Teorema (1968)

Not Rated   |    |  Drama, Mystery

Teorema (1968) Poster

A mysterious young man seduces each member of a bourgeois family. When he suddenly leaves, how will their lives change?

Add this title to your Watchlist
Save movies and shows to keep track of what you want to watch.



  • Adele Cambria and Anne Wiazemsky in Teorema (1968)
  • Terence Stamp in Teorema (1968)
  • Silvana Mangano in Teorema (1968)
  • Laura Betti in Teorema (1968)
  • Laura Betti in Teorema (1968)
  • Anne Wiazemsky in Teorema (1968)

See all photos

More of What You Love

Find what you're looking for even quicker with the IMDb app on your smartphone or tablet.

Get the IMDb app

Reviews & Commentary

Add a Review

User Reviews

21 September 2006 | G_a_l_i_n_a
"A theorem is a proposition that has been or is to be proved on the basis of explicit assumptions...
..Proving theorems is a central activity of mathematicians. Note that "theorem" is distinct from "theory". (From Wikipedia, the free encyclopedia)

Pier Paolo Pasolini's "Teorema" (1968) is a fable that tells how a handsome young man (extremely attractive Terrence Stamp "with the eyes of an angel and the grin of the devil") stays as a guest in the house of a wealthy factory owner and seduces one after another all members of the household - the maid, the teenagers son and daughter, the wife, and the father (in this order). When released in 1968, the film had divided believers and atheists as much as critics. Some of Pasolini's comrades-Marxists were also infuriated by this attack on their ideology. Many viewers were disturbed by its removing sexual taboos even though sex is handled very tastefully. It is more a symbol of connection and closeness to God (or it could be to Devil, we may only guess). Made almost forty years ago, "Teorema" seems to be simple and puzzling at the same time. It reminded me Ingmar Bergman's movies from his "Trilogy of Faith" which sums up Bergman's own philosophy regarding religion and God – "God has never spoken because He does not exist". In Bergman's world where God does not exist, communication and understanding are not possible and everyone is locked in their loneliness like in a cage. In Pasolini's film, God sends his angel to a chosen family. He has spoken to them and known them but then he left them. Did they become happier? Is that possible for a human to keep on living like nothing happen after the encounter with God?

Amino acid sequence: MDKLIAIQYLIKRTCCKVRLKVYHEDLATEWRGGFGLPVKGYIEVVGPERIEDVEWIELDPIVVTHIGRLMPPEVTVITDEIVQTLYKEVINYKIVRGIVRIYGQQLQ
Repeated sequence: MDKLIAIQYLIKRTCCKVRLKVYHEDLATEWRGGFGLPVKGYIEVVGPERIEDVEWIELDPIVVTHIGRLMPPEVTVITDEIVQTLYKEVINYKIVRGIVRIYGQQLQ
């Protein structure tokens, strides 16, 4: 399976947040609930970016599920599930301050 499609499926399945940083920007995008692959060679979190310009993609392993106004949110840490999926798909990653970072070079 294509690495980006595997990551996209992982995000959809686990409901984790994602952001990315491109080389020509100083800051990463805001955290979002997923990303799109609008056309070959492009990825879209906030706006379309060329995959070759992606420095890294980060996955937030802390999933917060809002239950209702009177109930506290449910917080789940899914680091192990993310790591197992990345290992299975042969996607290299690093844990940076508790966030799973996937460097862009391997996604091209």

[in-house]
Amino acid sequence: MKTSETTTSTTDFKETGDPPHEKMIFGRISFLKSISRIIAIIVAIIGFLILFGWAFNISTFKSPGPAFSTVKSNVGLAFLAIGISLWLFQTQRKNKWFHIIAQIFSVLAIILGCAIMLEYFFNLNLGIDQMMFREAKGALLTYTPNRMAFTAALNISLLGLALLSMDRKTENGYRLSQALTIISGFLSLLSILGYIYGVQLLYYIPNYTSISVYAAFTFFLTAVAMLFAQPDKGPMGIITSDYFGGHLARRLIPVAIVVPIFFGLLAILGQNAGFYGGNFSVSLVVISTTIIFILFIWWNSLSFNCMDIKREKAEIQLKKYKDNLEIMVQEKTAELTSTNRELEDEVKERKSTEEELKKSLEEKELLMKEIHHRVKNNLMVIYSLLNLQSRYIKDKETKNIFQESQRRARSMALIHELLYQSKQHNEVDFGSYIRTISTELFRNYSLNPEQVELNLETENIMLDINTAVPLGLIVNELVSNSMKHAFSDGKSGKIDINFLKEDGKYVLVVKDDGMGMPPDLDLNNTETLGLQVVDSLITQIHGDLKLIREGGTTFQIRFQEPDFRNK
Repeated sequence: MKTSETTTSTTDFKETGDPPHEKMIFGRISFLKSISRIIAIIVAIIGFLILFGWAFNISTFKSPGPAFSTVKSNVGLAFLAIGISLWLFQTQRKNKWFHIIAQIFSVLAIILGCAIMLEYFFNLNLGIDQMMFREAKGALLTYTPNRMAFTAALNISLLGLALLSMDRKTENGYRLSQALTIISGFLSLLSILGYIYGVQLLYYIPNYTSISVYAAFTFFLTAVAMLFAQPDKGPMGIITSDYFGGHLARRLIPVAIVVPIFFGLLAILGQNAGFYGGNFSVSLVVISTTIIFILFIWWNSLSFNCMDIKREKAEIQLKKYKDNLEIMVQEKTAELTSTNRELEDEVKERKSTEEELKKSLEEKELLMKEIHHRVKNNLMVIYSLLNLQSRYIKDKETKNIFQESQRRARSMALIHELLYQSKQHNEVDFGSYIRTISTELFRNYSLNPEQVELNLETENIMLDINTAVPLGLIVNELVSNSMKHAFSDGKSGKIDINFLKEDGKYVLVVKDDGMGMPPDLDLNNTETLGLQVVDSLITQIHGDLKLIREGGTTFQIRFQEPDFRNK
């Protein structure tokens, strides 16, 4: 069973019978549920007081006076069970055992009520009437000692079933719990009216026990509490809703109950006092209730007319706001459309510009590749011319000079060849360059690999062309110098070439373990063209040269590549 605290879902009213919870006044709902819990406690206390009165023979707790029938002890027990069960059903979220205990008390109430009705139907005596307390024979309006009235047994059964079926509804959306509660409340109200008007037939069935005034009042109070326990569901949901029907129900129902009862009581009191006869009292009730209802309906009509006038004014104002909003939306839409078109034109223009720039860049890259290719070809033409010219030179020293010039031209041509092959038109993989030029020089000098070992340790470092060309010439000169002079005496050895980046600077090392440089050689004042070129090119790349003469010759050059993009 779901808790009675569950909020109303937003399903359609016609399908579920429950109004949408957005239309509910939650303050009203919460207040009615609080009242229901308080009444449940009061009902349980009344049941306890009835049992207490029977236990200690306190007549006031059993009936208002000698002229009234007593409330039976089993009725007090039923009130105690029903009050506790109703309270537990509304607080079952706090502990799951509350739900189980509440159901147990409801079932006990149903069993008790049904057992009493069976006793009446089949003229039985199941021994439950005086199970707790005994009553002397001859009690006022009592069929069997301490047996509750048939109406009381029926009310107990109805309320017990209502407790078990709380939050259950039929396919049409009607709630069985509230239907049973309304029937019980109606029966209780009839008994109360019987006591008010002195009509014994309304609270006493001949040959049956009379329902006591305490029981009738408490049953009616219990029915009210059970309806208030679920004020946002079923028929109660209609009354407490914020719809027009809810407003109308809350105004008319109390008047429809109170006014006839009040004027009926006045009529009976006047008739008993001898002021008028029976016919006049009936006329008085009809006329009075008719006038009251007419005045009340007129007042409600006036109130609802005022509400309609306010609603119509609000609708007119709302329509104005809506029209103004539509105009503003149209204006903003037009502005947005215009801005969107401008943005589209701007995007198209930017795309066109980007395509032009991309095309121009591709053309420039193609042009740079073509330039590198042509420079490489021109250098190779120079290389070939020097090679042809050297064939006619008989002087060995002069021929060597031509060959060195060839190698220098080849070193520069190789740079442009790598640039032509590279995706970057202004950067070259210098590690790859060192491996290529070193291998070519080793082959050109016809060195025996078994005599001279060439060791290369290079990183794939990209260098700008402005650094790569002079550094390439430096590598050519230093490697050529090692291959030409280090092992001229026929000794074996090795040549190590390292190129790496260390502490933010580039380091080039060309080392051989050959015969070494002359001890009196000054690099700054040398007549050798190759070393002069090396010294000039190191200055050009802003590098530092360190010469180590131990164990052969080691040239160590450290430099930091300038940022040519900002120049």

I watched "Teorema" for the first time few weeks ago but I still think about it trying to understand what "theorem" Pasolini tried to prove? I also was thinking about the films that were inspired by or reminded me a lot about "Teorema". I've mentioned Bergman already. Luis Bunuel with "Nazarin", "Viridiana"," Belle de jour" (1967) - the mother's transformation in "Teorema" reminds about the film immediately, and "Le Charme discret de la bourgeoisie"(1972) come to mind. I was also reminded of Andrei Tarkovsky. The visual style, camera work and the use of music in "Teorema" seem similar with Russian Master's. His last film, "Sacrifice" may be the one closest to Pasolini's film.

I would never say that everyone must watch "Teorema". It is a very unusual film that could be easily dismissed as ridiculous and dated or it would be thought of as absolutely brilliant and mysterious. I have not decided yet but I can't forget it.

P.S. November 29, 2006 - It's been several months since I saw "Teorema" and now I believe that it is brilliant and belongs to the the best films ever made. One can meditate forever on its depths and mystery, and that's the sign of a great work of Art for me.

Critic Reviews

Kevin Smith and Retta Score This Summer's Movies

In a speed round, Kevin Smith and "Good Girls" star Retta gauge their excitement for the movies coming to theaters this summer.

Watch now

Featured on IMDb

See what TV shows editors are excited about this month and check out our guide to Star Wars, video games, and more.

Around The Web


Powered by ZergNet

More To Explore

Search on Amazon.com